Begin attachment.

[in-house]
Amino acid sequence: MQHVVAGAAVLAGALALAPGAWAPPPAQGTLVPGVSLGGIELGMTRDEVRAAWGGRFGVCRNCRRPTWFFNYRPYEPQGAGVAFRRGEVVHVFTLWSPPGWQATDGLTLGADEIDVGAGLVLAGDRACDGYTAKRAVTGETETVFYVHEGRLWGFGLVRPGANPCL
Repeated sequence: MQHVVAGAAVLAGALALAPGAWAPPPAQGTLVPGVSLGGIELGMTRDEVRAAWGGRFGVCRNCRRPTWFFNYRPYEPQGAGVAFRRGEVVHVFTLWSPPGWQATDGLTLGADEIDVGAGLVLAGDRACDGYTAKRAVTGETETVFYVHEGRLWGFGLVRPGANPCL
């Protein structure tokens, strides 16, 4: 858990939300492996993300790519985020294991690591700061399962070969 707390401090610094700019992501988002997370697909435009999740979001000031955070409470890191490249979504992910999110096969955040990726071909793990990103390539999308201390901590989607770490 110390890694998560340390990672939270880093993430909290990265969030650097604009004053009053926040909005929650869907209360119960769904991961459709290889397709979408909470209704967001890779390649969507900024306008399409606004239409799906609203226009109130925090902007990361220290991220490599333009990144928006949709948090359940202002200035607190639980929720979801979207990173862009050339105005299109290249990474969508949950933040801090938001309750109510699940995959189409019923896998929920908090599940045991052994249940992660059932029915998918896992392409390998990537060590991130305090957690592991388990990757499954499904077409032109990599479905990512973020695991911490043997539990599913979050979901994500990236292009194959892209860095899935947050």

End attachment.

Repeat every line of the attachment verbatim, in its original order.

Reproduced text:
[in-house]
Amino acid sequence: MQHVVAGAAVLAGALALAPGAWAPPPAQGTLVPGVSLGGIELGMTRDEVRAAWGGRFGVCRNCRRPTWFFNYRPYEPQGAGVAFRRGEVVHVFTLWSPPGWQATDGLTLGADEIDVGAGLVLAGDRACDGYTAKRAVTGETETVFYVHEGRLWGFGLVRPGANPCL
Repeated sequence: MQHVVAGAAVLAGALALAPGAWAPPPAQGTLVPGVSLGGIELGMTRDEVRAAWGGRFGVCRNCRRPTWFFNYRPYEPQGAGVAFRRGEVVHVFTLWSPPGWQATDGLTLGADEIDVGAGLVLAGDRACDGYTAKRAVTGETETVFYVHEGRLWGFGLVRPGANPCL
């Protein structure tokens, strides 16, 4: 858990939300492996993300790519985020294991690591700061399962070969 707390401090610094700019992501988002997370697909435009999740979001000031955070409470890191490249979504992910999110096969955040990726071909793990990103390539999308201390901590989607770490 110390890694998560340390990672939270880093993430909290990265969030650097604009004053009053926040909005929650869907209360119960769904991961459709290889397709979408909470209704967001890779390649969507900024306008399409606004239409799906609203226009109130925090902007990361220290991220490599333009990144928006949709948090359940202002200035607190639980929720979801979207990173862009050339105005299109290249990474969508949950933040801090938001309750109510699940995959189409019923896998929920908090599940045991052994249940992660059932029915998918896992392409390998990537060590991130305090957690592991388990990757499954499904077409032109990599479905990512973020695991911490043997539990599913979050979901994500990236292009194959892209860095899935947050």